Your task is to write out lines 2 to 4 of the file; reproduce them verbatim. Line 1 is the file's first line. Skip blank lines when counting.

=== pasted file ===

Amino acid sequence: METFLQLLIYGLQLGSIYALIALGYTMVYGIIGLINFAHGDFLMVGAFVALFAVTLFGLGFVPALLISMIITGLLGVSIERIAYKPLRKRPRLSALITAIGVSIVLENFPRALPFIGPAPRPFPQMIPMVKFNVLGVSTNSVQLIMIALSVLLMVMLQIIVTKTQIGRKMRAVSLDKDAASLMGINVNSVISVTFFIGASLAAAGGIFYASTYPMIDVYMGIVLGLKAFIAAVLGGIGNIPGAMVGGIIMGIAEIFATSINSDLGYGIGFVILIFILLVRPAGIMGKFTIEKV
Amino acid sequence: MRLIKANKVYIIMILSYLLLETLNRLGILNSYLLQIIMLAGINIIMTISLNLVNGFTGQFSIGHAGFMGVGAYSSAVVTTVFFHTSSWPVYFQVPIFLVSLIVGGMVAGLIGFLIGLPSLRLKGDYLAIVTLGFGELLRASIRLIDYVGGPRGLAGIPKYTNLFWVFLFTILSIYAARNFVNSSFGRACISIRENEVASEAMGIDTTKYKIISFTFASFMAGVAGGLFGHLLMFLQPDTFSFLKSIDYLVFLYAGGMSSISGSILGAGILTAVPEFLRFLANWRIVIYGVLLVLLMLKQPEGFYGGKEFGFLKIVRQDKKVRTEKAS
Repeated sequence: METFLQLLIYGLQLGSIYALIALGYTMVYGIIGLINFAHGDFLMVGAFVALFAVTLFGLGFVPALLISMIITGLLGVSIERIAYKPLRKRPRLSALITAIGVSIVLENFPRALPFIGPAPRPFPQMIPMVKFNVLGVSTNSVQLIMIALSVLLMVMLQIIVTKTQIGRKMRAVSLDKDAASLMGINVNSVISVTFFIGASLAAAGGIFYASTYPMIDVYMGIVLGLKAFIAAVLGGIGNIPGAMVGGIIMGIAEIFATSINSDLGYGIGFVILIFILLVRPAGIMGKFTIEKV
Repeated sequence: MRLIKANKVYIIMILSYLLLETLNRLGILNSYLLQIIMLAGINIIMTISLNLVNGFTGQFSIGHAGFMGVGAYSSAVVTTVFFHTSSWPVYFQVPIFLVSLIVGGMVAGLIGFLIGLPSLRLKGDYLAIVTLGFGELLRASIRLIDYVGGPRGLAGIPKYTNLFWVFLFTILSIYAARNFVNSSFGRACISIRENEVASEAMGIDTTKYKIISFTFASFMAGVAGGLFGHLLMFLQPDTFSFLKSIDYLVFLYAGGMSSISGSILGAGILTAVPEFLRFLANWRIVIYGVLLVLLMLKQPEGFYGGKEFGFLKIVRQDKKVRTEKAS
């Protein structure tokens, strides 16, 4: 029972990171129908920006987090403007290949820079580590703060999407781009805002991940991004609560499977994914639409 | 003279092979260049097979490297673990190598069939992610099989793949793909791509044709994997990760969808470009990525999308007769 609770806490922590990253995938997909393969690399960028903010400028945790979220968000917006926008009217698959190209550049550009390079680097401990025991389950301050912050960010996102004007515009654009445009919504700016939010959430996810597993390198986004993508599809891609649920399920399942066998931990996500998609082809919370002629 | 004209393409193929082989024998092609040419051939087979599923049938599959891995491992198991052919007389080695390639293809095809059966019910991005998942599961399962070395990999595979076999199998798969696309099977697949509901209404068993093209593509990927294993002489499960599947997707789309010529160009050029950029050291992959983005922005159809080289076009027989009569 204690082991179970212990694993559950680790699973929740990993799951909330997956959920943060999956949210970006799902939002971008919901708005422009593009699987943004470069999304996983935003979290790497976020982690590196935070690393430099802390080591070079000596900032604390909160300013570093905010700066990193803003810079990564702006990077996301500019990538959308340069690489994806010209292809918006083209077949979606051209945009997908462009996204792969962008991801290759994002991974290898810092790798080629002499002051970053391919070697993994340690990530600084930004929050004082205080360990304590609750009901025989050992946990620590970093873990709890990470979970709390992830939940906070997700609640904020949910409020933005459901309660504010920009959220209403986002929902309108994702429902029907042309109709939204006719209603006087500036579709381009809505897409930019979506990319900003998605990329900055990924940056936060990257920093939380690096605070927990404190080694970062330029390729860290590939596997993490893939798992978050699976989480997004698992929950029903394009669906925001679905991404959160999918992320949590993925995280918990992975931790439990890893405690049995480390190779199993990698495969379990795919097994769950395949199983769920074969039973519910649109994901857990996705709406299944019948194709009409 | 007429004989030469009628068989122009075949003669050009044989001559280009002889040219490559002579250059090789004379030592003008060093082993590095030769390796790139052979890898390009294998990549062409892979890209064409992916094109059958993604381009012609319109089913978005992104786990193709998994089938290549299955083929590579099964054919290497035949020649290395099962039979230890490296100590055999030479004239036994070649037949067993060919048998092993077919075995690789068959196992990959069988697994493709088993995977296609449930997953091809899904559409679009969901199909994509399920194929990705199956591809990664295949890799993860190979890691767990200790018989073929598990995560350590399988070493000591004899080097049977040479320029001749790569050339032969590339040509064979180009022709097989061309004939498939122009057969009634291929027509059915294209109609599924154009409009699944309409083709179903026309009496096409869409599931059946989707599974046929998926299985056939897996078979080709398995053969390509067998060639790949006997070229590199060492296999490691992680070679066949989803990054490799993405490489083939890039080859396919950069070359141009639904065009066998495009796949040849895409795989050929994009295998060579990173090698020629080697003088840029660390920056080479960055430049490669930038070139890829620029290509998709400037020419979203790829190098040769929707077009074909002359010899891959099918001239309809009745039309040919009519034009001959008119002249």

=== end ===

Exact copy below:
Amino acid sequence: MRLIKANKVYIIMILSYLLLETLNRLGILNSYLLQIIMLAGINIIMTISLNLVNGFTGQFSIGHAGFMGVGAYSSAVVTTVFFHTSSWPVYFQVPIFLVSLIVGGMVAGLIGFLIGLPSLRLKGDYLAIVTLGFGELLRASIRLIDYVGGPRGLAGIPKYTNLFWVFLFTILSIYAARNFVNSSFGRACISIRENEVASEAMGIDTTKYKIISFTFASFMAGVAGGLFGHLLMFLQPDTFSFLKSIDYLVFLYAGGMSSISGSILGAGILTAVPEFLRFLANWRIVIYGVLLVLLMLKQPEGFYGGKEFGFLKIVRQDKKVRTEKAS
Repeated sequence: METFLQLLIYGLQLGSIYALIALGYTMVYGIIGLINFAHGDFLMVGAFVALFAVTLFGLGFVPALLISMIITGLLGVSIERIAYKPLRKRPRLSALITAIGVSIVLENFPRALPFIGPAPRPFPQMIPMVKFNVLGVSTNSVQLIMIALSVLLMVMLQIIVTKTQIGRKMRAVSLDKDAASLMGINVNSVISVTFFIGASLAAAGGIFYASTYPMIDVYMGIVLGLKAFIAAVLGGIGNIPGAMVGGIIMGIAEIFATSINSDLGYGIGFVILIFILLVRPAGIMGKFTIEKV
Repeated sequence: MRLIKANKVYIIMILSYLLLETLNRLGILNSYLLQIIMLAGINIIMTISLNLVNGFTGQFSIGHAGFMGVGAYSSAVVTTVFFHTSSWPVYFQVPIFLVSLIVGGMVAGLIGFLIGLPSLRLKGDYLAIVTLGFGELLRASIRLIDYVGGPRGLAGIPKYTNLFWVFLFTILSIYAARNFVNSSFGRACISIRENEVASEAMGIDTTKYKIISFTFASFMAGVAGGLFGHLLMFLQPDTFSFLKSIDYLVFLYAGGMSSISGSILGAGILTAVPEFLRFLANWRIVIYGVLLVLLMLKQPEGFYGGKEFGFLKIVRQDKKVRTEKAS